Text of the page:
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Yum! Pope's letter...eat it for breakfast!
The pope is incredible. It is amazing how well he can write and communicate.I am so glad he clarified things for everyone.
...And of course the media (and at least one Bishops Conference) are only discussing the apology for the Williamson mess, not anything else. Typical. There was so much more to it than that, but I don't think they want it disseminated.
It is also interesting to note the tone of the letter. There is still quite a bit of bulldog in Benedict. He admits that things were poorly handled, but challenges the Catholics who have vehemently criticized the action. He insists that we have to seek reconciliation with SSPX but still makes it clear that they cannot reject Vatican II. He even calls them "a radical fringe". This is a Pope who is not afraid speaking the truth boldly.
For the sake of accuracy, I do not the Holy Father was referring to them as a radical fringe, so much as putting himself in the mind of his critics. The passage in question very clearly indicates this. This is a rhetorical device used very often by Benedict/Ratzinger.Incidentally, the superior general of the SSPX has responded positively to the letter:http://rorate-caeli.blogspot.com/2009/03/communique-of-superior-general-of.html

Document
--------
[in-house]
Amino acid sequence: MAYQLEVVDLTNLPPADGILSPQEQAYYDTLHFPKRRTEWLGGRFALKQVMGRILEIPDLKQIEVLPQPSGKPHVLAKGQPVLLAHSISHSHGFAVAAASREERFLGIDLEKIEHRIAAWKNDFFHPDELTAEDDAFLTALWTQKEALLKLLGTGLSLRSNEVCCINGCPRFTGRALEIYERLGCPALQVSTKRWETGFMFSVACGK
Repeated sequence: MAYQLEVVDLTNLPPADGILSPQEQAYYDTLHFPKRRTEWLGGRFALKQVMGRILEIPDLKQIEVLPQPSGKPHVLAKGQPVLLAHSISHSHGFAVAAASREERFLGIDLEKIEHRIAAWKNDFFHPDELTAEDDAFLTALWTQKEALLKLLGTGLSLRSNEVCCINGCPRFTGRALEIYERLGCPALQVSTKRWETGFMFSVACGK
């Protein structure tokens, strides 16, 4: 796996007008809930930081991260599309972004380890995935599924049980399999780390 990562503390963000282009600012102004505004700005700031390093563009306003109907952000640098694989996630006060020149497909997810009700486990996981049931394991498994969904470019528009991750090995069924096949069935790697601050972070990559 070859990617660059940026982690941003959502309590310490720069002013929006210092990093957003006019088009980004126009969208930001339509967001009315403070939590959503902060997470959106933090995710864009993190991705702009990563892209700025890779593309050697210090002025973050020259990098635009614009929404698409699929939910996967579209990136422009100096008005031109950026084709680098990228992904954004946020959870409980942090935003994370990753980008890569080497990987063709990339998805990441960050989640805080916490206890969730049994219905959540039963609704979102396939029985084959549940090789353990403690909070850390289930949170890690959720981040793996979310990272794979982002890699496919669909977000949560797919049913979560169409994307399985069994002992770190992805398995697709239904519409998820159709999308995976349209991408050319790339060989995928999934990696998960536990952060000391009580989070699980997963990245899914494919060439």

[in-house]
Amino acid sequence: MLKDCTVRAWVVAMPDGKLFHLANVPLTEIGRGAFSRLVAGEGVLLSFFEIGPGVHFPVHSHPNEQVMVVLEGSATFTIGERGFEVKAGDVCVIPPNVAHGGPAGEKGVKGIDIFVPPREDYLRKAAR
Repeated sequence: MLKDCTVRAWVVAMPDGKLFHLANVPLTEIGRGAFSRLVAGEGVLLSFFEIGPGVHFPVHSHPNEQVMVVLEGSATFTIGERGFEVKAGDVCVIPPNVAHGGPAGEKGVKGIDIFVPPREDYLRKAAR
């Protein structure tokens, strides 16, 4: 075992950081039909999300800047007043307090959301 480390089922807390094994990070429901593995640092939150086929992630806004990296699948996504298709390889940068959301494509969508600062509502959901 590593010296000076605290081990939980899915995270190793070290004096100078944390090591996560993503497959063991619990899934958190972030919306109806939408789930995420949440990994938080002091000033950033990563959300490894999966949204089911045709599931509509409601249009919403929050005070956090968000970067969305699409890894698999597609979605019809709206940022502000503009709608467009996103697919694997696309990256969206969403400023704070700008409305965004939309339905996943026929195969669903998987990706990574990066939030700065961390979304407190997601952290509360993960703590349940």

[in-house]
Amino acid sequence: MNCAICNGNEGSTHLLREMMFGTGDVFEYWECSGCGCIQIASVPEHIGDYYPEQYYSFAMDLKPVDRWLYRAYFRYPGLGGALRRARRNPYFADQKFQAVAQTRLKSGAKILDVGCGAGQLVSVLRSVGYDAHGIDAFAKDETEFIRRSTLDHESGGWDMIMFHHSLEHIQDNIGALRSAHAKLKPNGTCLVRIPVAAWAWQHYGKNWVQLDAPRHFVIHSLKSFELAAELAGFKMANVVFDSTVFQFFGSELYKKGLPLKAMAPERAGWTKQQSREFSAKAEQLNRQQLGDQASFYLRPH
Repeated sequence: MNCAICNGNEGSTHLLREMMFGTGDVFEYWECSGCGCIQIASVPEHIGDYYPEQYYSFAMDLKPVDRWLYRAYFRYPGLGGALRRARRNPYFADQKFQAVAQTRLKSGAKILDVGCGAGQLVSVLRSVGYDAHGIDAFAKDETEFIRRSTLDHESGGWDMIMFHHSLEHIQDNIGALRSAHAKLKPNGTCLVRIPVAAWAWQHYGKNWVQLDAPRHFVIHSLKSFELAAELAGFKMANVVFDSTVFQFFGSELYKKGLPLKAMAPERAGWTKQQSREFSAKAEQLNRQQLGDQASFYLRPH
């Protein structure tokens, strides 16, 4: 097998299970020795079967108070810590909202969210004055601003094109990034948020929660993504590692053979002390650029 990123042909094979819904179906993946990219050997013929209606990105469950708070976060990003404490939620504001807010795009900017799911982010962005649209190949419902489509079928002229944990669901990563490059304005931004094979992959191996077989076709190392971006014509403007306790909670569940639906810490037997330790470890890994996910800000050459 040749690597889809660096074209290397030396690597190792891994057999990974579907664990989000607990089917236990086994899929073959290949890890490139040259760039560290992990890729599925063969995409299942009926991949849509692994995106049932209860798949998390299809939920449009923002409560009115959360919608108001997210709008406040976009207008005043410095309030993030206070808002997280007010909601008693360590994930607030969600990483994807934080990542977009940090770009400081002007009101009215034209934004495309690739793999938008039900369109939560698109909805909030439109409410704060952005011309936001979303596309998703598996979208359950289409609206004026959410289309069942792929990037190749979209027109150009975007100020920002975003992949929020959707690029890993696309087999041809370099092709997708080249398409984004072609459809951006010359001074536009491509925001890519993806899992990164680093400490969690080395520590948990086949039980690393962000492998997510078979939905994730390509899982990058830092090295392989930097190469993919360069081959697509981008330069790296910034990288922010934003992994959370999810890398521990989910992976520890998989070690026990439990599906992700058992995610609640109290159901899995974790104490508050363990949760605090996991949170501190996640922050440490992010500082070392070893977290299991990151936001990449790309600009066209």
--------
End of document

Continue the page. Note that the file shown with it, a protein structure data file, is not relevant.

"All the same, I do not think that they would have chosen the priesthood if, alongside various distorted and unhealthy elements, they did not have a love for Christ and a desire to proclaim him and, with him, the living God. Can we simply exclude them, as representatives of a radical fringe, from our pursuit of reconciliation and unity? What would then become of them?"From the context it seems he is saying that "radical fringe" is an incorrect attitude to take, especially since it follows the vocational, religious, and academic statistics which strongly imply that this is not a fringe group.I'm glad this document makes way for the doctrinal discussions that will happen with the SSPX. Hopefully some clarifications on Vatican II will follow from them that will help the Church as a whole, clearing up certain ambiguities that have been taken advantage of by dissenters. Hopefully it will make it clearer what Vatican II says, and what it does not say.From what I can tell, most of the issues of contention are not doctrinal. I would be interested to see what the Pope and Bishop Fellay regard as the main sticking point(s).
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